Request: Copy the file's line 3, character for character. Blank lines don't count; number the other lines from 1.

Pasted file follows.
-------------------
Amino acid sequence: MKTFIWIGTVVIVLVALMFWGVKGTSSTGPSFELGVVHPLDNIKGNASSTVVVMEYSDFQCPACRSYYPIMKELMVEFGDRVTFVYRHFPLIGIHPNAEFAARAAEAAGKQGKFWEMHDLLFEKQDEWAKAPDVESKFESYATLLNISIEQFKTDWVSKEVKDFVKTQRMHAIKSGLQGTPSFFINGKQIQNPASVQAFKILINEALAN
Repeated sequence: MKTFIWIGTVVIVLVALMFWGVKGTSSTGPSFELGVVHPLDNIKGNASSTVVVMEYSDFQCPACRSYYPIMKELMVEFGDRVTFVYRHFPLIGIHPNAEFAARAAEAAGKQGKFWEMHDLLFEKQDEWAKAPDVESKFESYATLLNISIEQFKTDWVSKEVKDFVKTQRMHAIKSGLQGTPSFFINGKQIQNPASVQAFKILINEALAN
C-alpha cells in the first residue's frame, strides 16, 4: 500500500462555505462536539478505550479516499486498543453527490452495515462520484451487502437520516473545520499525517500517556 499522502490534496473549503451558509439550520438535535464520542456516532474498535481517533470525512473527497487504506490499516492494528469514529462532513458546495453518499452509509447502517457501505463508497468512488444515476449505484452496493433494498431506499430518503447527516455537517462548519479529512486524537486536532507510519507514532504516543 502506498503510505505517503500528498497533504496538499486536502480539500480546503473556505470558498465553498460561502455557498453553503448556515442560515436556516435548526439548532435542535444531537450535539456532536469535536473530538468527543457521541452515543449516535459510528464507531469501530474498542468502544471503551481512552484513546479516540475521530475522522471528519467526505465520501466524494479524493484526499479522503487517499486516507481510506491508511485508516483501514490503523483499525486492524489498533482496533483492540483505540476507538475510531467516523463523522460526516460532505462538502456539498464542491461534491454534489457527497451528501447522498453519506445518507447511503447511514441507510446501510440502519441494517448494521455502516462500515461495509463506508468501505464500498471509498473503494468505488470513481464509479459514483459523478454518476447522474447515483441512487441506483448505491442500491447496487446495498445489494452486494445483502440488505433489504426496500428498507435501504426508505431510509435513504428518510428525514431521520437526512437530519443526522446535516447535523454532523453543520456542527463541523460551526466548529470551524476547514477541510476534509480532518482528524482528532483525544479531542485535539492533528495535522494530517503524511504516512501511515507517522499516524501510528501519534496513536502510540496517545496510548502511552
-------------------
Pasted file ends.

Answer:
C-alpha cells in the first residue's frame, strides 16, 4: 500500500462555505462536539478505550479516499486498543453527490452495515462520484451487502437520516473545520499525517500517556 499522502490534496473549503451558509439550520438535535464520542456516532474498535481517533470525512473527497487504506490499516492494528469514529462532513458546495453518499452509509447502517457501505463508497468512488444515476449505484452496493433494498431506499430518503447527516455537517462548519479529512486524537486536532507510519507514532504516543 502506498503510505505517503500528498497533504496538499486536502480539500480546503473556505470558498465553498460561502455557498453553503448556515442560515436556516435548526439548532435542535444531537450535539456532536469535536473530538468527543457521541452515543449516535459510528464507531469501530474498542468502544471503551481512552484513546479516540475521530475522522471528519467526505465520501466524494479524493484526499479522503487517499486516507481510506491508511485508516483501514490503523483499525486492524489498533482496533483492540483505540476507538475510531467516523463523522460526516460532505462538502456539498464542491461534491454534489457527497451528501447522498453519506445518507447511503447511514441507510446501510440502519441494517448494521455502516462500515461495509463506508468501505464500498471509498473503494468505488470513481464509479459514483459523478454518476447522474447515483441512487441506483448505491442500491447496487446495498445489494452486494445483502440488505433489504426496500428498507435501504426508505431510509435513504428518510428525514431521520437526512437530519443526522446535516447535523454532523453543520456542527463541523460551526466548529470551524476547514477541510476534509480532518482528524482528532483525544479531542485535539492533528495535522494530517503524511504516512501511515507517522499516524501510528501519534496513536502510540496517545496510548502511552